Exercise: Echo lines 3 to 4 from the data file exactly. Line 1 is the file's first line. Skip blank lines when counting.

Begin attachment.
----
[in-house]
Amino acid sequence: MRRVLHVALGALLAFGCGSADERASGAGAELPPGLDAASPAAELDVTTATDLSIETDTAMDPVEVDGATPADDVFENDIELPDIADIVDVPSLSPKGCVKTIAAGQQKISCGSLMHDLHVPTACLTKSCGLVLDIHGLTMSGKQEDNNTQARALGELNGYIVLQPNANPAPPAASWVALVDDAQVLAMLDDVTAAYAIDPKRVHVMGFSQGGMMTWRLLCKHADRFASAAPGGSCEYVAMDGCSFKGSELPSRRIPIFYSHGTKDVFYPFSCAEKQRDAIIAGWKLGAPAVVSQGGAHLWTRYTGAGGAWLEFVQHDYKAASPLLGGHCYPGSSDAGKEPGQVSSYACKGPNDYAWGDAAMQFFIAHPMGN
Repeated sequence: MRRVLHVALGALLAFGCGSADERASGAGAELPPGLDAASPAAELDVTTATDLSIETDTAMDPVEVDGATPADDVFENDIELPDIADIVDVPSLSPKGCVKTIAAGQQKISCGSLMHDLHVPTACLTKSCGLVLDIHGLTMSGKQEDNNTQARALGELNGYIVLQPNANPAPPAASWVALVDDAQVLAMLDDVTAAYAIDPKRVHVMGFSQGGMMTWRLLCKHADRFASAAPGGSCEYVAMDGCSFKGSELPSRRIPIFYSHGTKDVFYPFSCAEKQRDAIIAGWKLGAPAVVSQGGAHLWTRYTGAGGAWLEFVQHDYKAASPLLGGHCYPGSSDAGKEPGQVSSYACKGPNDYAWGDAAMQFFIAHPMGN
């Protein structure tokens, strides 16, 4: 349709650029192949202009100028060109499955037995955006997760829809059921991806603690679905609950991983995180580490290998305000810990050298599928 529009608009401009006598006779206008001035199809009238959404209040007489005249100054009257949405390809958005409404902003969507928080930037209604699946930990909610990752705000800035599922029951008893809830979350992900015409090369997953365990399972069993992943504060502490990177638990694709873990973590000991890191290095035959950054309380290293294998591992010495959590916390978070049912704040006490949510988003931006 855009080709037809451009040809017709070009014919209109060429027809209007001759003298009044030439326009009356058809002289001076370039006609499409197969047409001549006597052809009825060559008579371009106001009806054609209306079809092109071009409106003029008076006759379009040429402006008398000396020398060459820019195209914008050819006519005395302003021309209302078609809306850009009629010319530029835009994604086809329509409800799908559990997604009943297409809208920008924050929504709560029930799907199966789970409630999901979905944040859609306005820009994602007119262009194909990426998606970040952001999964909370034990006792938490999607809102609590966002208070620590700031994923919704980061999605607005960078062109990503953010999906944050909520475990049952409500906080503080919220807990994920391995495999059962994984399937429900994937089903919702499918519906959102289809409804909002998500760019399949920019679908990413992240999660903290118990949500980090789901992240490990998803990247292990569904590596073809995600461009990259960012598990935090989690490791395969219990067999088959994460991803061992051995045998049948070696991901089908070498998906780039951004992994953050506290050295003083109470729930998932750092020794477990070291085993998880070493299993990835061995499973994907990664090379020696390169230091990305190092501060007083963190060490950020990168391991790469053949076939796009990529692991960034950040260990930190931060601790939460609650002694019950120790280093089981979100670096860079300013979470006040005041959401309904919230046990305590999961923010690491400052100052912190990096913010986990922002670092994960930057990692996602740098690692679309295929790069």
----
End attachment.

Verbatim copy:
Repeated sequence: MRRVLHVALGALLAFGCGSADERASGAGAELPPGLDAASPAAELDVTTATDLSIETDTAMDPVEVDGATPADDVFENDIELPDIADIVDVPSLSPKGCVKTIAAGQQKISCGSLMHDLHVPTACLTKSCGLVLDIHGLTMSGKQEDNNTQARALGELNGYIVLQPNANPAPPAASWVALVDDAQVLAMLDDVTAAYAIDPKRVHVMGFSQGGMMTWRLLCKHADRFASAAPGGSCEYVAMDGCSFKGSELPSRRIPIFYSHGTKDVFYPFSCAEKQRDAIIAGWKLGAPAVVSQGGAHLWTRYTGAGGAWLEFVQHDYKAASPLLGGHCYPGSSDAGKEPGQVSSYACKGPNDYAWGDAAMQFFIAHPMGN
């Protein structure tokens, strides 16, 4: 349709650029192949202009100028060109499955037995955006997760829809059921991806603690679905609950991983995180580490290998305000810990050298599928 529009608009401009006598006779206008001035199809009238959404209040007489005249100054009257949405390809958005409404902003969507928080930037209604699946930990909610990752705000800035599922029951008893809830979350992900015409090369997953365990399972069993992943504060502490990177638990694709873990973590000991890191290095035959950054309380290293294998591992010495959590916390978070049912704040006490949510988003931006 855009080709037809451009040809017709070009014919209109060429027809209007001759003298009044030439326009009356058809002289001076370039006609499409197969047409001549006597052809009825060559008579371009106001009806054609209306079809092109071009409106003029008076006759379009040429402006008398000396020398060459820019195209914008050819006519005395302003021309209302078609809306850009009629010319530029835009994604086809329509409800799908559990997604009943297409809208920008924050929504709560029930799907199966789970409630999901979905944040859609306005820009994602007119262009194909990426998606970040952001999964909370034990006792938490999607809102609590966002208070620590700031994923919704980061999605607005960078062109990503953010999906944050909520475990049952409500906080503080919220807990994920391995495999059962994984399937429900994937089903919702499918519906959102289809409804909002998500760019399949920019679908990413992240999660903290118990949500980090789901992240490990998803990247292990569904590596073809995600461009990259960012598990935090989690490791395969219990067999088959994460991803061992051995045998049948070696991901089908070498998906780039951004992994953050506290050295003083109470729930998932750092020794477990070291085993998880070493299993990835061995499973994907990664090379020696390169230091990305190092501060007083963190060490950020990168391991790469053949076939796009990529692991960034950040260990930190931060601790939460609650002694019950120790280093089981979100670096860079300013979470006040005041959401309904919230046990305590999961923010690491400052100052912190990096913010986990922002670092994960930057990692996602740098690692679309295929790069």